Below you can find useful questions and answers regarding the services provided.
Do you have any questions regarding the services of our practice?
We have collected the most common questions you ask us and we have made the following guide for your immediate service. Refer to the question you are interested in and read the corresponding answers.
In case you do not find the question or answer you are interested in, do not hesitate to contact us.
Endodontic treatment is necessary when the pulp, the soft tissue inside the root canal, becomes inflamed or infected. The inflammation or infection can have a variety of causes: deep decay repeated dental procedures on the tooth or a crack or chip in the tooth. In addition, an injury to a tooth may cause pulp damage even if the tooth has no visible chips or cracks. If left untreated, the infection in the tooth can spread to other parts of the body, and in some cases can even be life threatening. If you are in need of a root canal, the infected pulp in the tooth needs to be removed.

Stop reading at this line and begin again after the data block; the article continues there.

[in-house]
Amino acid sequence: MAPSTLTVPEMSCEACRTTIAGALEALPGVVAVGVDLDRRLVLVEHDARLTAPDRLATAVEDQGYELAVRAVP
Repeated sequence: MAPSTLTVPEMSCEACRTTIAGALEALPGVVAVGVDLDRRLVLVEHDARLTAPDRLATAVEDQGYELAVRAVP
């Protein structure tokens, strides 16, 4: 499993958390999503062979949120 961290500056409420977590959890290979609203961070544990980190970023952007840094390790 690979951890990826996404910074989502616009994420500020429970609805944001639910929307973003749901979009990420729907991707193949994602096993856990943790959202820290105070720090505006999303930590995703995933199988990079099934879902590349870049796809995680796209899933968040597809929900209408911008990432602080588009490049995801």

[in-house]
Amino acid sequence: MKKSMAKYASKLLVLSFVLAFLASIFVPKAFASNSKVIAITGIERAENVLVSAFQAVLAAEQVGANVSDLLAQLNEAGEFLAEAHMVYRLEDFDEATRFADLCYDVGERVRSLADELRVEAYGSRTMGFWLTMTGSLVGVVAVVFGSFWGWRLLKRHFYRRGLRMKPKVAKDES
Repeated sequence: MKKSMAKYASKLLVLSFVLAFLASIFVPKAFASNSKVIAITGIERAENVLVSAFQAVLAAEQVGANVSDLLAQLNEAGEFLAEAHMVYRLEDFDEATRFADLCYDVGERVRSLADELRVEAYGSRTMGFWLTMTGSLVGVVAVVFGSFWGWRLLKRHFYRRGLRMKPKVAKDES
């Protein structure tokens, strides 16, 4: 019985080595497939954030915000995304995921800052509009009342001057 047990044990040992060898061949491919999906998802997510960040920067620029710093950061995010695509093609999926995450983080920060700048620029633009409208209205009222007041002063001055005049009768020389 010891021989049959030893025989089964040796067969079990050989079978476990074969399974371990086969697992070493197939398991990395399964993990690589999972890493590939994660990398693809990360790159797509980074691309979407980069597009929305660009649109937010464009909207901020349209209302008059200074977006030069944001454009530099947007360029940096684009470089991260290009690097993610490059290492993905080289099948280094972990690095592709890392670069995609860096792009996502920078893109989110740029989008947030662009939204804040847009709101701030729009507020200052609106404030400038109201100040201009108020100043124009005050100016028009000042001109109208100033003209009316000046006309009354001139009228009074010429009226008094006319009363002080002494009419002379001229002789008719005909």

A root canal is one of the most common dental procedures performed, well over 14 million every year. This simple treatment can save your natural teeth and prevent the need of dental implants or bridges. At the center of your tooth is the tooth’s pulp. Pulp is a collection of blood vessels that helps to build the surrounding tooth. Infection of the pulp can be caused by trauma to the tooth, deep decay, cracks and chips, or repeated dental procedures. Symptoms of the infection can be identified as visible injury or swelling of the tooth, sensitivity to temperature or pain in the tooth and gums.